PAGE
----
In the case of the Rich Ruler, the events had a different complexion altogether. We find the Rich Ruler an enthusiastic seeker of the Kingdom of God. But his enthusiasm decelerates into a total withdrawal when he is told that he has a ‘heavy baggage’ which he needs to dispose off before he could enter the gates of eternal salvation.
‘The rich and the famous’ story in Luke 16:19-31, is another example where Jesus points his accusing finger on the rich. Jesus refuses to give a name to the rich man. We may feel that the rich man did not do anything really wrong. In fact, he even allowed the beggar Lazarus to be at his gate, which many of us would have not dared to do knowing well that he was a Leper, allowed him to pick up the bits and pieces of wasted food from the dining table of his durbar..! The rich man allowed Lazarus as much comfort as possible at his gate. He never chased him out but occasionally fed him even while his dogs were licking his sores! It is only natural that the funeral of Lazarus would have been fully sponsored by the rich man, which would have given him an even better image in the public eye.
Yet again Jesus sends out a strong warning to the rich and the mighty in St.Luke12:13 – 21, calling the rich man, ‘a fool!’ In fact, Jesus had as his friends quite a few people who were rich and famous. Lazarus, the brother of Martha and Mary, the man who was raised from the dead by the Lord, who it seems had inherited and owned a huge fortune, was one of Jesus’ close friends. The Joseph of Arimathea was also very rich and influential but his heart was very close to Jesus. He used his influence to get permission from Pontius Pilate, to remove Jesus’ body from the Cross and then went on to donate his new grave for the Son of God.
Jesus disapproved attachments to worldly belongings which distanced man from God, his creator. He knew, money, ‘Mammon’ is the root cause for all evils. In Luke 12: 15, Jesus made it amply clear “Then he said to them; watch out! Be on your guard against all kinds of greed, a man’s life does not consist in the abundance of his possessions.” Jesus knew very well that wealth makes a man blind to the love of God and to the love towards his fellow men. This is because the rich feel that they do not need anybody, not even God… because they replace God by money, fame, beauty etc., in short by ‘Mammon’. And then you cannot worship both Mammon and God together!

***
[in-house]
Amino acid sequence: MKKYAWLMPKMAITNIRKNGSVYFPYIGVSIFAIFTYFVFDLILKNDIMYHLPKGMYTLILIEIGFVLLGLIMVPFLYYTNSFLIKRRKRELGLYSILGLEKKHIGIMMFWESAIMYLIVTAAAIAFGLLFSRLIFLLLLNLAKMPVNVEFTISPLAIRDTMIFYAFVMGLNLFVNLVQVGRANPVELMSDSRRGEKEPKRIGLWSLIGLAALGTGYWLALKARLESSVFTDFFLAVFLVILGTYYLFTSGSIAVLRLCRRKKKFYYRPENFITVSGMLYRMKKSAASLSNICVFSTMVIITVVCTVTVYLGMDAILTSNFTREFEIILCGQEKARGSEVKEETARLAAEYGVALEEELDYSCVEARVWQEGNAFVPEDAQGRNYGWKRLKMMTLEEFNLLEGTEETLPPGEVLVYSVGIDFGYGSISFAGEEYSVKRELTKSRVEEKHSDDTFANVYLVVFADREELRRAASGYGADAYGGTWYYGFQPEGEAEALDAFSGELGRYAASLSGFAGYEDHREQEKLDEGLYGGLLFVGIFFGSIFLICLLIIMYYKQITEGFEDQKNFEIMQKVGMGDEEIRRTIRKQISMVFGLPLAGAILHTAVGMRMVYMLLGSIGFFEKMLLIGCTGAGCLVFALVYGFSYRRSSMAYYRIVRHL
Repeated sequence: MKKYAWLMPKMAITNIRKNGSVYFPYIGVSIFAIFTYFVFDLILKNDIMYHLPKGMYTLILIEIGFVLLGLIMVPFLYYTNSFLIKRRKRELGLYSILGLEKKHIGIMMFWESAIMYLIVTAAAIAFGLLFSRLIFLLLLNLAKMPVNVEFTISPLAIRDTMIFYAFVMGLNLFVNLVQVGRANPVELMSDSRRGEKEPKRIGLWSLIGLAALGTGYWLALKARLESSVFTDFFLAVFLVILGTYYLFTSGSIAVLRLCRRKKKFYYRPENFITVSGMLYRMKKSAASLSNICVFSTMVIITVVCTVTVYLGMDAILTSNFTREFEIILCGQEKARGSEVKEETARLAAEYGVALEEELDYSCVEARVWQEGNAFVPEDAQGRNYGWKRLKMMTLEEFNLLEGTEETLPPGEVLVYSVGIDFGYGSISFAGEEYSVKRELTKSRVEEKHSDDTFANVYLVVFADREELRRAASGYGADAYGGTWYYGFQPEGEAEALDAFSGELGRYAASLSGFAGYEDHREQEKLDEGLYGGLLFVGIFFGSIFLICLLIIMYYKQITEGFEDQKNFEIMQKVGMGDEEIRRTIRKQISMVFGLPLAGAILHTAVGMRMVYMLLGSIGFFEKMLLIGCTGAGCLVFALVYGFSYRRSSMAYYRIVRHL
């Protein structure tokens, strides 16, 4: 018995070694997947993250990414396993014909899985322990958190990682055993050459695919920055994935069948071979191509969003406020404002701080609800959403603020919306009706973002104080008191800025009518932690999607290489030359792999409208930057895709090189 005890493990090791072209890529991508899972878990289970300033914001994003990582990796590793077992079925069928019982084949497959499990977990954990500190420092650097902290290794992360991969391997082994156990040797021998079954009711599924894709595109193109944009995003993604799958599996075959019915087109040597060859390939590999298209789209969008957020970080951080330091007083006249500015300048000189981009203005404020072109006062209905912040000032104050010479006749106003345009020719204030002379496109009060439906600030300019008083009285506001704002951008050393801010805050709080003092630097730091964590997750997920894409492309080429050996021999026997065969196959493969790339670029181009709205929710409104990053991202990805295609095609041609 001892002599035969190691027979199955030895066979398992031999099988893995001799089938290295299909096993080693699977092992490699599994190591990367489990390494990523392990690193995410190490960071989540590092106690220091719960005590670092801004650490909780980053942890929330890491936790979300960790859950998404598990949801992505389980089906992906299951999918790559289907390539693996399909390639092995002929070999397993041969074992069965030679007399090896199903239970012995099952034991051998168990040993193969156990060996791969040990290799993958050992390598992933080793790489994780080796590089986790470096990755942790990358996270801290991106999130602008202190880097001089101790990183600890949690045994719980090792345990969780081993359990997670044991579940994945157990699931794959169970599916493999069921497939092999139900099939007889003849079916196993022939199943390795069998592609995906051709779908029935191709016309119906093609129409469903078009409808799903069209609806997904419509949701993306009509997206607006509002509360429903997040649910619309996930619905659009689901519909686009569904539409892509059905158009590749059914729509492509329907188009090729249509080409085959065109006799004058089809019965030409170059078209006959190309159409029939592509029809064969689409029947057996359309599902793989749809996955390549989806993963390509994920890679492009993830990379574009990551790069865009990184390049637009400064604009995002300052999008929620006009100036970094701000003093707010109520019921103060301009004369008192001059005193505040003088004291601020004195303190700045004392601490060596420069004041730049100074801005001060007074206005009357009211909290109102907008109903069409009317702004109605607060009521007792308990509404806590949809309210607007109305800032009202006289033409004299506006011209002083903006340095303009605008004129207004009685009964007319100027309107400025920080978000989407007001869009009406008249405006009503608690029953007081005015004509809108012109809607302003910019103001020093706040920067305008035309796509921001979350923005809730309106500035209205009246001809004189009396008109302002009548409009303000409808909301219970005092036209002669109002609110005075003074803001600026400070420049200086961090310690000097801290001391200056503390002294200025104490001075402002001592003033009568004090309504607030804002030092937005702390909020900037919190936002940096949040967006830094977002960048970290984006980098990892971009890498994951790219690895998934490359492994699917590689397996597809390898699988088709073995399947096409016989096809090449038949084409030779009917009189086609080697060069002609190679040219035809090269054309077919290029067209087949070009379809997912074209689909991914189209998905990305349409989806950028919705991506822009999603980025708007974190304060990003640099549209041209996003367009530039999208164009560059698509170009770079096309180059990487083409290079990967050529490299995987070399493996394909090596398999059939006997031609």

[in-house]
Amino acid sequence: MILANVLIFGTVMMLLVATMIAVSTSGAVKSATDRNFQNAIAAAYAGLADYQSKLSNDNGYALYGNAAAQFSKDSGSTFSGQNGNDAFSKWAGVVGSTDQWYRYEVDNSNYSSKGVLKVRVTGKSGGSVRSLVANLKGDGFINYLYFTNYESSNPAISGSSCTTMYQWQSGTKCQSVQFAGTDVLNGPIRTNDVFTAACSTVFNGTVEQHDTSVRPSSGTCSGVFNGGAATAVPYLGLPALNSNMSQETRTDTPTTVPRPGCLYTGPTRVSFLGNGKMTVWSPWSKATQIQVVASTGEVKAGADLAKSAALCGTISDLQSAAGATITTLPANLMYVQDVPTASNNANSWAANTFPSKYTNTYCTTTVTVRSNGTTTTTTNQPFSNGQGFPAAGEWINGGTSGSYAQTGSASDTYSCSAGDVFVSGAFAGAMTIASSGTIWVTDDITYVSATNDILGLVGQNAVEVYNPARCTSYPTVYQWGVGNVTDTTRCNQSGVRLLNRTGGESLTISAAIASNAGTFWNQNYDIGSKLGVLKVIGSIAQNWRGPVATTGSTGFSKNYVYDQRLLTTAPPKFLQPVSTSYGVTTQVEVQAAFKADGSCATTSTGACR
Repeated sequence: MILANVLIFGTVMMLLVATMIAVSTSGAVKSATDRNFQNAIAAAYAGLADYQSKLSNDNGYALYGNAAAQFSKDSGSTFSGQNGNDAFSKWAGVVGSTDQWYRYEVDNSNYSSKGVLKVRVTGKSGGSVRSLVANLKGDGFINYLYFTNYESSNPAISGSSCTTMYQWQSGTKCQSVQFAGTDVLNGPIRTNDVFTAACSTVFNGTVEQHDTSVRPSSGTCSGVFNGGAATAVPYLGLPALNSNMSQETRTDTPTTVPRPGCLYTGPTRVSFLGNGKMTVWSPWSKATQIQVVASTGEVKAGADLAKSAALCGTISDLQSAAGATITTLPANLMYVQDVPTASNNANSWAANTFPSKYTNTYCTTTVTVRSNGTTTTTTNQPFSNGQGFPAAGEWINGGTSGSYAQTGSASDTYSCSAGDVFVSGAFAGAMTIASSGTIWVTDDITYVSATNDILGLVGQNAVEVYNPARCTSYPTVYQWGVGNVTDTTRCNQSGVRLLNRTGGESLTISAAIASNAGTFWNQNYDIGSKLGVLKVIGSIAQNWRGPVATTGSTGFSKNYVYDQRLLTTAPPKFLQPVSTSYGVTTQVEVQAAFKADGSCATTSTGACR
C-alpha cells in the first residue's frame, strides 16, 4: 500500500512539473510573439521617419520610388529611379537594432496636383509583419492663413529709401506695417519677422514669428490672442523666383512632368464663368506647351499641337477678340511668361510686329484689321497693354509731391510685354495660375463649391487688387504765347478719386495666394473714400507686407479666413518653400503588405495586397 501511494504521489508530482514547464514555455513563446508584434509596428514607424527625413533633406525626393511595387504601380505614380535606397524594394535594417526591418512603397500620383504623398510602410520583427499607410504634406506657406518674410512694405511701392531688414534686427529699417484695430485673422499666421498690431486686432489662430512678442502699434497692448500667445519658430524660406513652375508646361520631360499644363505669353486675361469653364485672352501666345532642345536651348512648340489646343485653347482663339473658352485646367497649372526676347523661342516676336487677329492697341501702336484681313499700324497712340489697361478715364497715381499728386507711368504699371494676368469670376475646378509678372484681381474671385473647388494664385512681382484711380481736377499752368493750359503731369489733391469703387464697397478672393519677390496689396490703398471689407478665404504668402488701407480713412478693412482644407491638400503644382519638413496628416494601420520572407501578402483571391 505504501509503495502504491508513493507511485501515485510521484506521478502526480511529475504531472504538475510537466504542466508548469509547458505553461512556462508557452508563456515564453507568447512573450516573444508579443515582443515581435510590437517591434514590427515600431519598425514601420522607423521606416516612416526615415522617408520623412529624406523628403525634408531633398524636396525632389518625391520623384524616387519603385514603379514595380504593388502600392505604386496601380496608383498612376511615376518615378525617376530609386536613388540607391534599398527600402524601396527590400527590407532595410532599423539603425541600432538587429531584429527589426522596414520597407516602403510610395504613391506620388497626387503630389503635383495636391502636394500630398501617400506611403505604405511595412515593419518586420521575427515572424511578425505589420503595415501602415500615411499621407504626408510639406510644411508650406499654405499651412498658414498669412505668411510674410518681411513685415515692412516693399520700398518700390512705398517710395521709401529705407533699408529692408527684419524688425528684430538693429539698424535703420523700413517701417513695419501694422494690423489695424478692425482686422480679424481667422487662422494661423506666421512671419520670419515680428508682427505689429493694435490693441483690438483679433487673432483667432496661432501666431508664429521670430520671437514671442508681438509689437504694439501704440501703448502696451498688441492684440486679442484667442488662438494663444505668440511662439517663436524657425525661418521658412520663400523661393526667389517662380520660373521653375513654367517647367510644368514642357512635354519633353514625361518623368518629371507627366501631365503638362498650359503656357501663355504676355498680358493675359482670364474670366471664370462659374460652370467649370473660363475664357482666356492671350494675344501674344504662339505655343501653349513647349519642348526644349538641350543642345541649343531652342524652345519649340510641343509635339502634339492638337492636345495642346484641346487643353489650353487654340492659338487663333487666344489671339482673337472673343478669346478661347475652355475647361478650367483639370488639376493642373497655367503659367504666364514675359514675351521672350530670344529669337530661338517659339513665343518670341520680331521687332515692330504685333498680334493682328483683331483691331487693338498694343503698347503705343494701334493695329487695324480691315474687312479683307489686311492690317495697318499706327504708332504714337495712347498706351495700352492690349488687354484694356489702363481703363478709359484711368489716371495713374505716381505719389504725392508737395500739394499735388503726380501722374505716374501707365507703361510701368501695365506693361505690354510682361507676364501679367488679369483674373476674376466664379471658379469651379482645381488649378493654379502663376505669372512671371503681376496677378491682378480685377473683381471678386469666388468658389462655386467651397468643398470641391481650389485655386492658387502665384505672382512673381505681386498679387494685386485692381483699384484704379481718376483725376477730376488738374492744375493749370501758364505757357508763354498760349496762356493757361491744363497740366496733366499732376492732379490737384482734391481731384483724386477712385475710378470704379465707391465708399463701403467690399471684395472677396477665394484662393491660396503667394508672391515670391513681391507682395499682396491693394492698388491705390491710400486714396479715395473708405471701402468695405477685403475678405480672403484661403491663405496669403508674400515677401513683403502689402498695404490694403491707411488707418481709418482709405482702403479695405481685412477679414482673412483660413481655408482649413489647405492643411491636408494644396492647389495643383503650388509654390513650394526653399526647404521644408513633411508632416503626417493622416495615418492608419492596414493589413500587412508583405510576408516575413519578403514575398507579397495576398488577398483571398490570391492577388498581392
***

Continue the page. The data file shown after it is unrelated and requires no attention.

When Zaccheus made his intentions public, he was cutting loose the attachments to his riches. Jesus saw that moment of release from the clutches of slavery to the ‘Mammon ‘and declared him a winner.
If we could join with our whole heart prophet Habakkuk to pray without even feeling an iota of doubt or fear, “Though the fig trees does not bud and there are no grapes on the vines, though the olive crop fails, and the fields produce no food, though there are no sheep in the pen and no cattle in the stalls, yet I will rejoice in the Lord! I will be joyful in God, my savior. The Sovereign Lord is my strength; He makes my feet like the feet of a deer, He enables me to go on the heights!” (Habbakkuk 3:17- 19).
– – – written by Jose Mattappallil